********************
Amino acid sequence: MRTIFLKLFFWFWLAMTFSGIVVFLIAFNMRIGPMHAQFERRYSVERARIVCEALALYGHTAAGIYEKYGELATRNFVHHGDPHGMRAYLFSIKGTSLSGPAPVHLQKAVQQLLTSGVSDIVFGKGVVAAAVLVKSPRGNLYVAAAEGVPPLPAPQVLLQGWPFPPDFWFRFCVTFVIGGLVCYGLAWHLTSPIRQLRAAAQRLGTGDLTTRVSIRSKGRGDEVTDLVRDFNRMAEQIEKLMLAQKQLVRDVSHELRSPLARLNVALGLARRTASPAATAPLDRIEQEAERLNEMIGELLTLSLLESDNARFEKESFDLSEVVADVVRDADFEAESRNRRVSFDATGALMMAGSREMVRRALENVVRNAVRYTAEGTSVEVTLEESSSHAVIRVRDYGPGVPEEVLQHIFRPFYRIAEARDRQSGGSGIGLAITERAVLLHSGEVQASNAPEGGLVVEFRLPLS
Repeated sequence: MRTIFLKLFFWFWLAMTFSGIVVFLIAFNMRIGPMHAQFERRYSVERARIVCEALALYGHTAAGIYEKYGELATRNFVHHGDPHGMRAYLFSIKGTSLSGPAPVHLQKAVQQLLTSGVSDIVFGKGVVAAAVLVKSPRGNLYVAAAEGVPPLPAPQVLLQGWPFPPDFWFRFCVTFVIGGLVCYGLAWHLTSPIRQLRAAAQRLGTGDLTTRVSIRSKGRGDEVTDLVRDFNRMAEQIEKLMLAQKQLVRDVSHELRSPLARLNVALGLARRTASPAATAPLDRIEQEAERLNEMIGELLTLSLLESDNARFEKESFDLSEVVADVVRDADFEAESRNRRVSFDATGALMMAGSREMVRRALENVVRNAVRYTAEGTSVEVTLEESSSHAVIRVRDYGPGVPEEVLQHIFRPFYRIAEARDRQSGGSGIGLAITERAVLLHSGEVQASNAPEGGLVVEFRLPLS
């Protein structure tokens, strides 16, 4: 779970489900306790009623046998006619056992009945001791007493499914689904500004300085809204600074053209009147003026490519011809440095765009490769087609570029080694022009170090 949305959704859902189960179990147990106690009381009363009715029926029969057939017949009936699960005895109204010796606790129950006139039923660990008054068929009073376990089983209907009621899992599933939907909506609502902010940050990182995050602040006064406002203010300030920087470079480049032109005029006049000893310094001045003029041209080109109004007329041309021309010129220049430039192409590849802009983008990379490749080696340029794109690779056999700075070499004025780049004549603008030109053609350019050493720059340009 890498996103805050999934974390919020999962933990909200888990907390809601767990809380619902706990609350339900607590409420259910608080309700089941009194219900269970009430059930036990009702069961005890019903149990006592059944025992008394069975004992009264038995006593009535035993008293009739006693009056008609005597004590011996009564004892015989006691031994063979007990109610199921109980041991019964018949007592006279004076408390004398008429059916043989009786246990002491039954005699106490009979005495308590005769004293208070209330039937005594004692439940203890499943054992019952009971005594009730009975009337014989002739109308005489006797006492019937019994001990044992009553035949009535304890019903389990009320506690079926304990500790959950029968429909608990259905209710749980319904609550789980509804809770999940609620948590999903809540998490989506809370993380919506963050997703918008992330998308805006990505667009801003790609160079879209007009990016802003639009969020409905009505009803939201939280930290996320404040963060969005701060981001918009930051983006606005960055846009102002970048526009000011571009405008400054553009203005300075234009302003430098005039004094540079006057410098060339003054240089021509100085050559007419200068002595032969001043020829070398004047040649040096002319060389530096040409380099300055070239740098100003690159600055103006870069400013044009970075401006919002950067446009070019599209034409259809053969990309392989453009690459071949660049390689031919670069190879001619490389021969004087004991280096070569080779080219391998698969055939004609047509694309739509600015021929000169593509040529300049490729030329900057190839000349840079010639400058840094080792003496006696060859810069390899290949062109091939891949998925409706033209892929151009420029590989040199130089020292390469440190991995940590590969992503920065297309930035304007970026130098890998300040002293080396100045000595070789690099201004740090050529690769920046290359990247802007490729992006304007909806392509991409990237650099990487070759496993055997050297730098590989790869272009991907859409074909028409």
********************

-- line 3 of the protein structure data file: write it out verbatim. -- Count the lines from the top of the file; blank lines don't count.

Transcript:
């Protein structure tokens, strides 16, 4: 779970489900306790009623046998006619056992009945001791007493499914689904500004300085809204600074053209009147003026490519011809440095765009490769087609570029080694022009170090 949305959704859902189960179990147990106690009381009363009715029926029969057939017949009936699960005895109204010796606790129950006139039923660990008054068929009073376990089983209907009621899992599933939907909506609502902010940050990182995050602040006064406002203010300030920087470079480049032109005029006049000893310094001045003029041209080109109004007329041309021309010129220049430039192409590849802009983008990379490749080696340029794109690779056999700075070499004025780049004549603008030109053609350019050493720059340009 890498996103805050999934974390919020999962933990909200888990907390809601767990809380619902706990609350339900607590409420259910608080309700089941009194219900269970009430059930036990009702069961005890019903149990006592059944025992008394069975004992009264038995006593009535035993008293009739006693009056008609005597004590011996009564004892015989006691031994063979007990109610199921109980041991019964018949007592006279004076408390004398008429059916043989009786246990002491039954005699106490009979005495308590005769004293208070209330039937005594004692439940203890499943054992019952009971005594009730009975009337014989002739109308005489006797006492019937019994001990044992009553035949009535304890019903389990009320506690079926304990500790959950029968429909608990259905209710749980319904609550789980509804809770999940609620948590999903809540998490989506809370993380919506963050997703918008992330998308805006990505667009801003790609160079879209007009990016802003639009969020409905009505009803939201939280930290996320404040963060969005701060981001918009930051983006606005960055846009102002970048526009000011571009405008400054553009203005300075234009302003430098005039004094540079006057410098060339003054240089021509100085050559007419200068002595032969001043020829070398004047040649040096002319060389530096040409380099300055070239740098100003690159600055103006870069400013044009970075401006919002950067446009070019599209034409259809053969990309392989453009690459071949660049390689031919670069190879001619490389021969004087004991280096070569080779080219391998698969055939004609047509694309739509600015021929000169593509040529300049490729030329900057190839000349840079010639400058840094080792003496006696060859810069390899290949062109091939891949998925409706033209892929151009420029590989040199130089020292390469440190991995940590590969992503920065297309930035304007970026130098890998300040002293080396100045000595070789690099201004740090050529690769920046290359990247802007490729992006304007909806392509991409990237650099990487070759496993055997050297730098590989790869272009991907859409074909028409």